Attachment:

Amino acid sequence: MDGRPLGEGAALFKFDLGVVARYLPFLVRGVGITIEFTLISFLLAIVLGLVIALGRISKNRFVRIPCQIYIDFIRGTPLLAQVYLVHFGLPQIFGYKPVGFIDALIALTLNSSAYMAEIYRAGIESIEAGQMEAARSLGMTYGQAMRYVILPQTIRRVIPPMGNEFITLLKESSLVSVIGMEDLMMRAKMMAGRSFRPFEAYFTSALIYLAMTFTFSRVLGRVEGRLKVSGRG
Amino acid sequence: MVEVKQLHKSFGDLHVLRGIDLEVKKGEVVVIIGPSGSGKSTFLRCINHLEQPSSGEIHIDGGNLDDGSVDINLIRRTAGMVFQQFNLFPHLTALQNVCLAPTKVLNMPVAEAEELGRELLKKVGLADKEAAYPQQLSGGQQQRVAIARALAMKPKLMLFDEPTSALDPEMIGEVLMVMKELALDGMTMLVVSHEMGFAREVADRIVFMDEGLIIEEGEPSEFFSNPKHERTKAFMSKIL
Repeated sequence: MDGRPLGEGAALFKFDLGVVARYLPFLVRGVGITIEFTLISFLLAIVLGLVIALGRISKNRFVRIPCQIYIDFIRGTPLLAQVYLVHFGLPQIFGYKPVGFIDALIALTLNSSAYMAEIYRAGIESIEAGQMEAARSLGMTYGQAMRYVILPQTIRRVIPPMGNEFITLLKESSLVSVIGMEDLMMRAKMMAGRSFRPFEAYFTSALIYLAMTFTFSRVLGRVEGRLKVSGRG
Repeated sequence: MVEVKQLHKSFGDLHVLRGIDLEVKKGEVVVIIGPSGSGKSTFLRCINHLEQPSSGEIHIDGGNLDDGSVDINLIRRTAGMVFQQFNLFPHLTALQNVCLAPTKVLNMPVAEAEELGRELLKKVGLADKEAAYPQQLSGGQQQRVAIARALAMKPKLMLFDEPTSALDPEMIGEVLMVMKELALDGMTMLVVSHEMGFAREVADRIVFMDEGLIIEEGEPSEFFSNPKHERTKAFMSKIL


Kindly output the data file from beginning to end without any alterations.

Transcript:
Amino acid sequence: MDGRPLGEGAALFKFDLGVVARYLPFLVRGVGITIEFTLISFLLAIVLGLVIALGRISKNRFVRIPCQIYIDFIRGTPLLAQVYLVHFGLPQIFGYKPVGFIDALIALTLNSSAYMAEIYRAGIESIEAGQMEAARSLGMTYGQAMRYVILPQTIRRVIPPMGNEFITLLKESSLVSVIGMEDLMMRAKMMAGRSFRPFEAYFTSALIYLAMTFTFSRVLGRVEGRLKVSGRG
Amino acid sequence: MVEVKQLHKSFGDLHVLRGIDLEVKKGEVVVIIGPSGSGKSTFLRCINHLEQPSSGEIHIDGGNLDDGSVDINLIRRTAGMVFQQFNLFPHLTALQNVCLAPTKVLNMPVAEAEELGRELLKKVGLADKEAAYPQQLSGGQQQRVAIARALAMKPKLMLFDEPTSALDPEMIGEVLMVMKELALDGMTMLVVSHEMGFAREVADRIVFMDEGLIIEEGEPSEFFSNPKHERTKAFMSKIL
Repeated sequence: MDGRPLGEGAALFKFDLGVVARYLPFLVRGVGITIEFTLISFLLAIVLGLVIALGRISKNRFVRIPCQIYIDFIRGTPLLAQVYLVHFGLPQIFGYKPVGFIDALIALTLNSSAYMAEIYRAGIESIEAGQMEAARSLGMTYGQAMRYVILPQTIRRVIPPMGNEFITLLKESSLVSVIGMEDLMMRAKMMAGRSFRPFEAYFTSALIYLAMTFTFSRVLGRVEGRLKVSGRG
Repeated sequence: MVEVKQLHKSFGDLHVLRGIDLEVKKGEVVVIIGPSGSGKSTFLRCINHLEQPSSGEIHIDGGNLDDGSVDINLIRRTAGMVFQQFNLFPHLTALQNVCLAPTKVLNMPVAEAEELGRELLKKVGLADKEAAYPQQLSGGQQQRVAIARALAMKPKLMLFDEPTSALDPEMIGEVLMVMKELALDGMTMLVVSHEMGFAREVADRIVFMDEGLIIEEGEPSEFFSNPKHERTKAFMSKIL